Tony Swabe
June 1st, 2015 by Sarah Tucker

It’s Volunteer’s Week this week, the annual event on 1-7 June which celebrates the contribution of volunteers to our society and charities around the UK.

In autumn last year, the Chief Economist at the Bank of England, Andy Haldane spoke about the Social Value of Volunteering and highlighted both the value that volunteers contribute to UK society (an estimated £50 billion) and that there really is an army of volunteers out there. About 1.25 million people volunteer of all ages, backgrounds, genders and ethnicity.

That’s a huge number and this week is a particular time to say thank you to volunteers in the UK (and internationally) to recognise the contribution they make.  As the home of skilled volunteering, last year Reach placed 710 skilled individuals into charities of all sizes, working towards causes which make our society better.  Here in the Reach office itself, we are proud to say that we too have our own (albeit smaller) army of skilled volunteers who are the engine of the organisation. We have individuals who support staff with a wealth of talent and experience in all departments, from recruitment to design to IT, who contribute towards making Reach a success.

I spoke to one of our volunteers Tony Swabe who is in our volunteer placement and advisory service, about why he volunteers.  This is what he said:

1)    Where do you volunteer?

As well as volunteering at Reach since 1998, where I am part of the volunteering matching team, I also volunteer with two other organisations B’Nai B’rith, a Jewish charity and I am on the Independent Monitoring Board (IMB) at an Immigration Removal Centre.  I also chaired a training charity for ten years. My background is in teaching and HR, particularly industrial relations, so my volunteering roles use some of the varied skills I have developed throughout my career.

2)    Why do you volunteer your skills?

I volunteer for personal reasons; I like to keep busy and make myself useful but I also volunteer for organisations where I find the cause particularly interesting and important. Working with others is a vital aspect of my volunteering and I find that at Reach we work with a vast source of interesting and varied people. I really support the aims of the organisation and this is important to me with my volunteer work as I want to help it succeed.  My volunteering also brings me social involvement where I feel like I can make an effective contribution and – particularly with my IMB work – I can help to ensure people are treated fairly and decently.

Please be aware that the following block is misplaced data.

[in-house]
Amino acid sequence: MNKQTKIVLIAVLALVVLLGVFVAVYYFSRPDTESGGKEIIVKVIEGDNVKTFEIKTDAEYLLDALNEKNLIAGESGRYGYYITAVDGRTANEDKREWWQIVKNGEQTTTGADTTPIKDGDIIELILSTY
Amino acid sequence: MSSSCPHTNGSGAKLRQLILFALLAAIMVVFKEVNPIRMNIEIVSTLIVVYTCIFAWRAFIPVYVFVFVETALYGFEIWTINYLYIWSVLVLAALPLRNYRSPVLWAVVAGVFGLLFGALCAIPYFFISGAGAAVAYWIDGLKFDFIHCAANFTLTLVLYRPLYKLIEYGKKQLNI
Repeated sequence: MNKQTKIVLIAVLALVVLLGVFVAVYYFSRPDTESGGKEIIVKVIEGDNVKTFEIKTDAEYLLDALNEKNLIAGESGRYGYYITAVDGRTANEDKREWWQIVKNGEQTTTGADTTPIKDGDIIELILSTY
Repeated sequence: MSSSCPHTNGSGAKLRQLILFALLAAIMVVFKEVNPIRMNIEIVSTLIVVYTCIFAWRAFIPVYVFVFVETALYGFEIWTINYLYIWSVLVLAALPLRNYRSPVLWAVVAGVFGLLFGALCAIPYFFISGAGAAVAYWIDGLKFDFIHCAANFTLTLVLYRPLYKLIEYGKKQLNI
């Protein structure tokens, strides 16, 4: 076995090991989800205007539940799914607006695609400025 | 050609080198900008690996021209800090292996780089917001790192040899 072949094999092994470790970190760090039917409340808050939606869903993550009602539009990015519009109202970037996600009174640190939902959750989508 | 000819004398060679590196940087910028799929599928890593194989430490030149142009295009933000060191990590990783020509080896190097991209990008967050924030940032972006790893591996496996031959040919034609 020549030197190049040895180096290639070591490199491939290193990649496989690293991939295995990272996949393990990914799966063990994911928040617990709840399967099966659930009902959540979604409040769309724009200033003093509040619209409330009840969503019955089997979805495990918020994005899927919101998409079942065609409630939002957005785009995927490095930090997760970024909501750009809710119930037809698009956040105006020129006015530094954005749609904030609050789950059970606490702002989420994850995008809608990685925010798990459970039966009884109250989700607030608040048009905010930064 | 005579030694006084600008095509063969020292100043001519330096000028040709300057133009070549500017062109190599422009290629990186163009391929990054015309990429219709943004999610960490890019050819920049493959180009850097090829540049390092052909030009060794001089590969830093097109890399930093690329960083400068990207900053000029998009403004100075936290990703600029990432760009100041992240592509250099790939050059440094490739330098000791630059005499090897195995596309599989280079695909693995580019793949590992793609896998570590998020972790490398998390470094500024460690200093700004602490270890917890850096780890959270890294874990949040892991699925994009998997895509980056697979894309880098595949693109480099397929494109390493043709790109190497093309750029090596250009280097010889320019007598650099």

3)    What aspects do you enjoy most?

You can’t underestimate the benefits of the social contact volunteering brings.  I found this especially important when I first retired; volunteering now brings me contact with the working world which keeps me stimulated. It means I mix with people of all ages as well as people outside my family and social circle. I’ve found that volunteering brings me more focus and purpose in life; it’s what life is really all about. You feel as though you are making a valid contribution which is very important.

Tony is just one of the 25 or so volunteers who regularly give their time to us.

Big thanks go to all our volunteers who provide so much expertise, time and resource both to the Reach cause, and beyond.

Sarah has been Reach’s Marketing and Communications Manager since September 2014

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